We finally got a weather window and went the 320 miles non stop to Ponce Puerto Rico. We had the best weather yet for our trip. We spent New Years Eve in the Mona Passage and could see the fire works all along the Dominican shore which was about 30 miles away. Ponce was a huge step up from Luperon. All the shopping you could get. It was a great place to re-provision. In Luperon we had to taxi about 1 ½ hours to get to a grocery store with anything in it. Back in the states. I loved it and wanted to get out of it at the same time. Puerto Rico is like walking down the streets of Miami. Because we had to find a part for our generator we rented a care and with 3 other cruising friends we traveled 1 /2 to San Juan and further around the island. We stopped in Old San Juan for lunch. What a neat old city. Then on the way home we took the mountainous trip. The mountains in the interior are stunning. We wound our way through the roads with tons of huge bamboo hanging over the roads. The bamboo stalks were like nothing I had ever seen. Easily some of them were 6 to 8 inches in diameter.

After Ponce we hopped along the coast in the early morning winds. It was still very rough but manageable. We stayed a night along an old fishing village and then a night in a brand new mega yacht center in Puerto Del Mar. Wow from the rough to the high class. What differences you see when you travel. We left Puerto Del Mar and sailed to Viequez for an over night stop. The first harbor we pulled into the military contacted us and told us to get out immediately. Viequez was used by the navy for years for bombing practice and now they are working on removing the unexploded bombs. That is why we were told to leave so we moved about 3 miles to Ensenada Honda. A large anchorage out in the middle of now where and we were the only boat there.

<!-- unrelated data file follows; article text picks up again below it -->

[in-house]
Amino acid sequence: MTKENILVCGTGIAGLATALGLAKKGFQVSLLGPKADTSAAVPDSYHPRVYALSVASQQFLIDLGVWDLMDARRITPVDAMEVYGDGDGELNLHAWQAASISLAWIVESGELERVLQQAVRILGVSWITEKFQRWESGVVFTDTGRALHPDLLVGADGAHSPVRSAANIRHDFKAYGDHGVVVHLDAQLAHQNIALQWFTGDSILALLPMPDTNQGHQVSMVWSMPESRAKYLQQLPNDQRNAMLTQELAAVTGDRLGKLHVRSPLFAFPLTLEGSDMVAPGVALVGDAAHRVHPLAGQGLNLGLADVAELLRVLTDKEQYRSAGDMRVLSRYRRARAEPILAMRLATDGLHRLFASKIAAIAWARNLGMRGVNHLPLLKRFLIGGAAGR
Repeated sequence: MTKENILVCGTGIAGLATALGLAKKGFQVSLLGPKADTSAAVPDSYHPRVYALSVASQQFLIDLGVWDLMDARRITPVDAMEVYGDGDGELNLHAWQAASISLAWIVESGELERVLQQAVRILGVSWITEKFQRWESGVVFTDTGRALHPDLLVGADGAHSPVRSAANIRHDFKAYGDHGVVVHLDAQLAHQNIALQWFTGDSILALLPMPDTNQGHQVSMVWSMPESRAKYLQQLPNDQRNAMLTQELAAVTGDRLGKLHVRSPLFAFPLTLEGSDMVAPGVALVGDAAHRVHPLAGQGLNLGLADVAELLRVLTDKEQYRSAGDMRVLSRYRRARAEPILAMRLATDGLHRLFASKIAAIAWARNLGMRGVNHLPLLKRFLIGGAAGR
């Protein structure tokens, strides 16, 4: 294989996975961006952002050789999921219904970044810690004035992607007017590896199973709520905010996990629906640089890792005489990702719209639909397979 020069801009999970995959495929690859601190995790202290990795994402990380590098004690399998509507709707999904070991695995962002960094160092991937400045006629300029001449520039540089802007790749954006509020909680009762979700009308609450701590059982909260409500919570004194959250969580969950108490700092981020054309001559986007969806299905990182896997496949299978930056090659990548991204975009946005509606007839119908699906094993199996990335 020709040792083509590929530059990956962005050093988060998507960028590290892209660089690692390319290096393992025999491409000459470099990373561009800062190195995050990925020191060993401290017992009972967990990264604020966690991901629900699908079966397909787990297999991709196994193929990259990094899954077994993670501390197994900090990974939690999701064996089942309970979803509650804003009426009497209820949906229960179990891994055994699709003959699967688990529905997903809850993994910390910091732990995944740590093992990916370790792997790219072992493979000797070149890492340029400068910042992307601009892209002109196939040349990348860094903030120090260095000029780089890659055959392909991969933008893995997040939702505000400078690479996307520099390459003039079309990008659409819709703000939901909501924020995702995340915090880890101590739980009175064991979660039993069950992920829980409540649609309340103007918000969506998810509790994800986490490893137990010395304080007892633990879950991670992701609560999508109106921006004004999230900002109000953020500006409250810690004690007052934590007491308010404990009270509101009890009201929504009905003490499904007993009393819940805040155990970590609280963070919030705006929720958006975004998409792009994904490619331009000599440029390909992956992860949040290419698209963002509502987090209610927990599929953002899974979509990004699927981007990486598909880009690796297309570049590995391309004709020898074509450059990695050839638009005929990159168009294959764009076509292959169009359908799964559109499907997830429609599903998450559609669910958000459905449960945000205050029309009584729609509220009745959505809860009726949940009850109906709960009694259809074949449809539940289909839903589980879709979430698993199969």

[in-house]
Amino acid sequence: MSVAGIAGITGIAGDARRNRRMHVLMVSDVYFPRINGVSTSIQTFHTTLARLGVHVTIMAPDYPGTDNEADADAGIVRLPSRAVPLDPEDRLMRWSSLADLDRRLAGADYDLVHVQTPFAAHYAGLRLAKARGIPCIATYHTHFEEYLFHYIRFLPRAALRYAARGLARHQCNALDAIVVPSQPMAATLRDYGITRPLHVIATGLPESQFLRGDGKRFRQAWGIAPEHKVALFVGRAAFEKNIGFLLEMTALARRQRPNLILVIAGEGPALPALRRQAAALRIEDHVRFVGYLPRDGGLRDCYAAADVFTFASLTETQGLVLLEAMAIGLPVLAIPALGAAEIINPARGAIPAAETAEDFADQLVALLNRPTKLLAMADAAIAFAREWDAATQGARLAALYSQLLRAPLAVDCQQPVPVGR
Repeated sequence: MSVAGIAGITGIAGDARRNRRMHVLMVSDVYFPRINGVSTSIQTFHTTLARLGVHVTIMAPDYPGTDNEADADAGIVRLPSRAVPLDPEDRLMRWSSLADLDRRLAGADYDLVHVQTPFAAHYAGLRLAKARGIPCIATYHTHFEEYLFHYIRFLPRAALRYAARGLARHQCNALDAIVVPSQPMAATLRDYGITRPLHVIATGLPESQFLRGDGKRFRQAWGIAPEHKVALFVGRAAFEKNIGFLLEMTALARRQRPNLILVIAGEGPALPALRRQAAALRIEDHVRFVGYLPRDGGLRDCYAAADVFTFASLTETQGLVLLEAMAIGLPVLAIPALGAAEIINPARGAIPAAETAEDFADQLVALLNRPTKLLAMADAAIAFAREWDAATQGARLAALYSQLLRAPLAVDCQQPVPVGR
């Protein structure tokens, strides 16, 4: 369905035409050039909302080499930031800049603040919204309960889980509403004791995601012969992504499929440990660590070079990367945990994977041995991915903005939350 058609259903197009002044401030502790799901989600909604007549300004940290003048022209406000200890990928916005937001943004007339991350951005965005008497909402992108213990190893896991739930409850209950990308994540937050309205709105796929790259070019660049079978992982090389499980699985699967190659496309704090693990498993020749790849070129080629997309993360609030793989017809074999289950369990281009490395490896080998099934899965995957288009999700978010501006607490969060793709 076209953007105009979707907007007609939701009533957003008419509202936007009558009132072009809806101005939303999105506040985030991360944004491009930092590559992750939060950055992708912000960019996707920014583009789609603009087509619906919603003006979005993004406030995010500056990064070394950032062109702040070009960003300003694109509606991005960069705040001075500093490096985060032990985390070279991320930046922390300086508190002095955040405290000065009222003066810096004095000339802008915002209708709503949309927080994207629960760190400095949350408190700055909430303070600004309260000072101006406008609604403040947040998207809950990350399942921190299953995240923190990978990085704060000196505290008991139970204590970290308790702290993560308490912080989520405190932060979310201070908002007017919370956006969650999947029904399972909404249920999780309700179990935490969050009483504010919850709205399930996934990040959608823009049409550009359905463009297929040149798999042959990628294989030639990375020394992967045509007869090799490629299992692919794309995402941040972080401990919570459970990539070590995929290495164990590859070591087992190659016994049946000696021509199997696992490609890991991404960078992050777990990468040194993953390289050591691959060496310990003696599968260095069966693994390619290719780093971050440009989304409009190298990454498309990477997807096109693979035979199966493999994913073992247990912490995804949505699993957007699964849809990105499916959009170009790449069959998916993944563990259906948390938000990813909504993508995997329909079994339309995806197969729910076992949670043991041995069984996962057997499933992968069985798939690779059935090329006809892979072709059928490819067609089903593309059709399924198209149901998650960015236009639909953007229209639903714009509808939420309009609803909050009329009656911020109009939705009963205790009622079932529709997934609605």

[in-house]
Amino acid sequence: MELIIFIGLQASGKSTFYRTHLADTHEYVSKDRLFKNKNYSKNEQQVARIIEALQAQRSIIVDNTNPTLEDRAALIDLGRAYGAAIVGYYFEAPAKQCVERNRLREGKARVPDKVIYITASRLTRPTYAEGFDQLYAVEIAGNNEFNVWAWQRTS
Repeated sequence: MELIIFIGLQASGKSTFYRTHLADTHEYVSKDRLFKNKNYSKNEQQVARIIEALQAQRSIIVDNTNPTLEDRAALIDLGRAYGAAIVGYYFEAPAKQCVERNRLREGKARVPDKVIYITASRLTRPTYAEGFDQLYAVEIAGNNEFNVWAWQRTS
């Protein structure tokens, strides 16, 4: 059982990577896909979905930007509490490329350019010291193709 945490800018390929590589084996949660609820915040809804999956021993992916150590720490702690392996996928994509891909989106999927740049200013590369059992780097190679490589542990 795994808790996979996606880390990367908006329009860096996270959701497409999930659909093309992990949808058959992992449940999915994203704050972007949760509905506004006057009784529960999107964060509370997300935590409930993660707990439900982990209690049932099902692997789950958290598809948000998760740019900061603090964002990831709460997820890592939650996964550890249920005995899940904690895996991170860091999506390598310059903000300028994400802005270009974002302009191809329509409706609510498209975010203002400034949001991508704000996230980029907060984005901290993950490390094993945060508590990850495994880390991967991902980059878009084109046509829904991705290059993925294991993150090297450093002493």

The next morning we headed out for a 6 hour sail that was rough as hell but we made it and here we are. Now it's time to relax, get some stuff fixed and just slow down. We will be in the US and British Virgins until the end of Feb.

Make sure you look at the photo galleries because Linda has been doing a good job of updating them. Don't forget to write.......

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Who: Rick and Linda Wilson
Port: Ft. Lauderdale, Florida